Friday, 28 March 2008

Spanakopita spiral for Lent (Στριφτή χορτόπιτα νηστίσιμη)

I love any sort of spinach pie. Give me anything green encased in crust - I dig it (although I myself may not have dug it). There's the last remaining lot of spinach and silverbeet to chop up. The pastry maker sold me the filo (phyllo) yesterday - but I'm bored of making the same pies again and again: square kalitsounia, half-moon kalitsounia, pastry twists, spanakopites. How about a strifti pita (spiral pie)? This sort of pita is made in Northern Greece, but it's become a popular shape for spanakopita and hortopita all over Greece, and is sold in traditional fast food outlets here in Crete.


Recently I came across a recipe for seskoulopita (sefklopita), a strange name, meaning silverbeet (Swiss chard) pie. Although I could have made it using only Swiss chard, I added spinach, simply because we had plenty of it. The recipe also included cheese, but I wanted to make something I remember my mother making in New Zealand during Lent - lenten kalitsounia, which were always fried in a shallow pan (unlike the kalitsounia which included cheese, which were baked in the oven).

Here's a very rustic recipe for a pie using wild greens. Don't be put off by the 'raw' taste you imagine you will encounter when you bite into it; I had friends over from New Zealand, and everyone thought it was a super vegetarian pie. My son ate one eighth on his own. Lenten spanakopites/hortopites are also made and sold in takeaway shops during Lent. Some people like their food simple.

You need:
3 thick filo pastry sheets, cut into halves (ie six sheets in all) for a 36cm round tin (but you can substitute thin filo pastry for thick - you will then need six sheets, and you will leave them intact - they will be folded in half instead)
a large bunch of spinach, chopped finely
a large bunch of silverbeet, chopped finely
1 large onion, chopped finely
a few sprigs of herbs that you have handy: I added parsley, mint and fennel, all finely chopped, as well as dried oregano
1/4 cup olive oil
2 tablespoons of dry breadcrumbs (to soak up any excess moisture)
salt, pepper
For this pie to be successful, you need to make sure that all the greens are clean (no grit) and DRY. The less water retained in the cleaned and washed greens, the less likely the ingredients will spill out of the pastry which will break open (if it's too damp) while cooking. This is why I added breadcrumbs to the finely chopped greens - to soak up any excess moisture. You can also substitute semolina for breadcrumbs; it depends on what you have handy. The olive oil is added to the greens to keep them compact. The greens will not wilt and cook properly if they are too dry.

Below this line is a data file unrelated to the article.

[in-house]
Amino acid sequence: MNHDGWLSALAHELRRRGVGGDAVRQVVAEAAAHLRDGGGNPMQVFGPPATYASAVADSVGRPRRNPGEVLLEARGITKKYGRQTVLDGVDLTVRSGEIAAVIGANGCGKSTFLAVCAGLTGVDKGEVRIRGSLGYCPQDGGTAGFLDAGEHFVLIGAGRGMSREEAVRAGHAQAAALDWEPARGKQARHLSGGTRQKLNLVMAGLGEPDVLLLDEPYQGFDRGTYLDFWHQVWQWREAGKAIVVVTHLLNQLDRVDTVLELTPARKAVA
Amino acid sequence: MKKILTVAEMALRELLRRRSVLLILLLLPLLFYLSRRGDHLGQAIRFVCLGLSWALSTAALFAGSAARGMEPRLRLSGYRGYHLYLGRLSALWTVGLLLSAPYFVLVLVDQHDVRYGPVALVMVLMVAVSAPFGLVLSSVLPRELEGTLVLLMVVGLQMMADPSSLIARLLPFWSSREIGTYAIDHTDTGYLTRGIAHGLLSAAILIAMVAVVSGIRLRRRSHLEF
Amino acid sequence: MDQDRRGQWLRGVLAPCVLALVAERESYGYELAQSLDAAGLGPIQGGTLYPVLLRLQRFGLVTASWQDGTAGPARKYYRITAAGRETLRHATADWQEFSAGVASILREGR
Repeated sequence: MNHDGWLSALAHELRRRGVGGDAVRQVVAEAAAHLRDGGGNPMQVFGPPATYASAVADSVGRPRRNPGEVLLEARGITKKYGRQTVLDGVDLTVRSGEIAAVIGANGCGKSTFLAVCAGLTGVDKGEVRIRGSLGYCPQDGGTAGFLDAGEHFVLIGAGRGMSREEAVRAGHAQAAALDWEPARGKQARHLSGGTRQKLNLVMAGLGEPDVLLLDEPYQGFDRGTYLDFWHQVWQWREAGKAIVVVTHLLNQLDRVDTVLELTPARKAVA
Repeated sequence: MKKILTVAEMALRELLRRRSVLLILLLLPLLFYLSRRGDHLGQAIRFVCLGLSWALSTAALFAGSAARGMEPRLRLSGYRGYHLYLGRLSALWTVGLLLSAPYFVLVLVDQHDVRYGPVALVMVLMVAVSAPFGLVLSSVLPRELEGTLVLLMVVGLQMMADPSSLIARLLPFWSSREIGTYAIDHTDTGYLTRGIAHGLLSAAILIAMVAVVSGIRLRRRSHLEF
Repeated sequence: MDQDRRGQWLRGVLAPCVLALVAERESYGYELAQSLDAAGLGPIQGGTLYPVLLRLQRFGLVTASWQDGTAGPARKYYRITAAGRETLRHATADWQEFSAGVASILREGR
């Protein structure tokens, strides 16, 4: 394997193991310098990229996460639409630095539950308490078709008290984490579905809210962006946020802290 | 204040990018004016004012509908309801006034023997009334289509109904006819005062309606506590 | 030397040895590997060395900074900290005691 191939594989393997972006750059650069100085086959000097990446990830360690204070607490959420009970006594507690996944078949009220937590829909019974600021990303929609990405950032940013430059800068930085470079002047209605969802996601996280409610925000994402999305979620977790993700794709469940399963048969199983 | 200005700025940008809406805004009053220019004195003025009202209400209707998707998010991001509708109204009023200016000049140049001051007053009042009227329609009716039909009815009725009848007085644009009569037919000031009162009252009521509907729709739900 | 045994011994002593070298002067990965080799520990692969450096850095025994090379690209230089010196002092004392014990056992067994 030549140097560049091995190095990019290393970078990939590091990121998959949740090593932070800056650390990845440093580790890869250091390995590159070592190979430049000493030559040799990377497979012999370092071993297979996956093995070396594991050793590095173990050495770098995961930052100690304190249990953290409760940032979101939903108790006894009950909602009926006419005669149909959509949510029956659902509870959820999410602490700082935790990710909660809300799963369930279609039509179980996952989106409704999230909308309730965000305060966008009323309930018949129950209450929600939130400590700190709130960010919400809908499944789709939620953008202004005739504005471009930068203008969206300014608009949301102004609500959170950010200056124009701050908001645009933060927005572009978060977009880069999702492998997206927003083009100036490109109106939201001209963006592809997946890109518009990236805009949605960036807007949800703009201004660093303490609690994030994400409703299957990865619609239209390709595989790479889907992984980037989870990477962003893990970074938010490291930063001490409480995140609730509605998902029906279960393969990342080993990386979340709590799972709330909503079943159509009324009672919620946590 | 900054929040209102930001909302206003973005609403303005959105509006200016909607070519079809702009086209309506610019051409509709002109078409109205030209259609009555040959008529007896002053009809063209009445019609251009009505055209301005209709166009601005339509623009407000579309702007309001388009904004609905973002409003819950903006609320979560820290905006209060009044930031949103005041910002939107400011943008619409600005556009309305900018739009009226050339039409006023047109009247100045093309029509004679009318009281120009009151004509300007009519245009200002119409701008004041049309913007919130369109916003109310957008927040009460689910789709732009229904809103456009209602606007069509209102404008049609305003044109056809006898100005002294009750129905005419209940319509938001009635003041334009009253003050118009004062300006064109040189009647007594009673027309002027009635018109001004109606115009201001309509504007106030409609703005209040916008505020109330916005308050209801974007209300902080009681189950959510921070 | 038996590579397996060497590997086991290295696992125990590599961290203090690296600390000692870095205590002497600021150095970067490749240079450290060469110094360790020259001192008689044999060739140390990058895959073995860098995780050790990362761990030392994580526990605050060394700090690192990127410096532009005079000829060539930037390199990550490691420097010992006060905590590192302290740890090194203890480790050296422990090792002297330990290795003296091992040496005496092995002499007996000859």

Mix all the ingredients together. Form long sausages (or snakes) with the rectangle pastry sheets. Place them in rounds in the tin. I started my spiral from the rim; Peter started his cheesy striftopita from the centre. Form the strips into a continuous spiral. When all the twists have been laid, brush them with oil (for a completely vegan lenten version) or butter or egg (if you can't fathom the idea that there is no cheese in the pie - I brushed it with egg, more out of habit; I simply broke the egg into a bowl, and before I realised that this was supposed to be a lenten pie, the bowl of egg was finished). Cook the pie for forty minutes at moderate heat, till the pie crust is golden brown.

When you are ready to serve the pie, cut it lengthwise into quarters, and then cut the pieces in half again. The pie is meant to be eaten in spiral bits, rather than as a piece, otherwise it may fall to pieces and lose its shape. I served this meal as part of a very green luncheon (which included stuffed silverbeet dolmades topped with meat patties) for Ian and Anne, who had wearily travelled from so far away to see me, so this post is dedicated to them. You might also like to look at my leek spiral pie, another delicious use of filo pastry and greens.

And if you don't want to use filo pastry, why not try using this pie filling in caneloni, like Chef Richard did in Burundi!
chef richard in burundi cooking greek-inspired food by me


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MORE WILD GREENS RECIPES:
Kalitsounia fried
Kalitsounia in the oven
Marathopites
Wild asparagus
Hortopita (spanakopita)
Horta in winter
Horta in summer
Sorrel
Swiss chard (silverbeet)
Eggs with mustard greens
Mountain tea

MORE PASTRY RECIPES:
Kalitsounia fried
Easter kalitsounia
Prasopita
Kalitsounia in the oven
Marathopites
Hortopita (spanakopita)
Tiropitakia
Filo-pastry making
Sfakianes pites
Summer kalitsounia

4 comments:

  1. It's funny how you start the coil fromn the outside and I do it from the inside of the pan. I'm sure boths ways are fine...it's just that that's how we were taught!

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  2. You and Peter M ought to go into the export business... I'd happily eat your phyllo spinach/cheese pies every day of the week!

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  3. I was intending to write exactly what Peter did! Like him, I do these from the inside out - only because that's how I learned to do it. I'm very anxious for spring pita season.

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  4. So you don't blanch your greens first? Also your filo looks beautifully golden. I can never achieve that!

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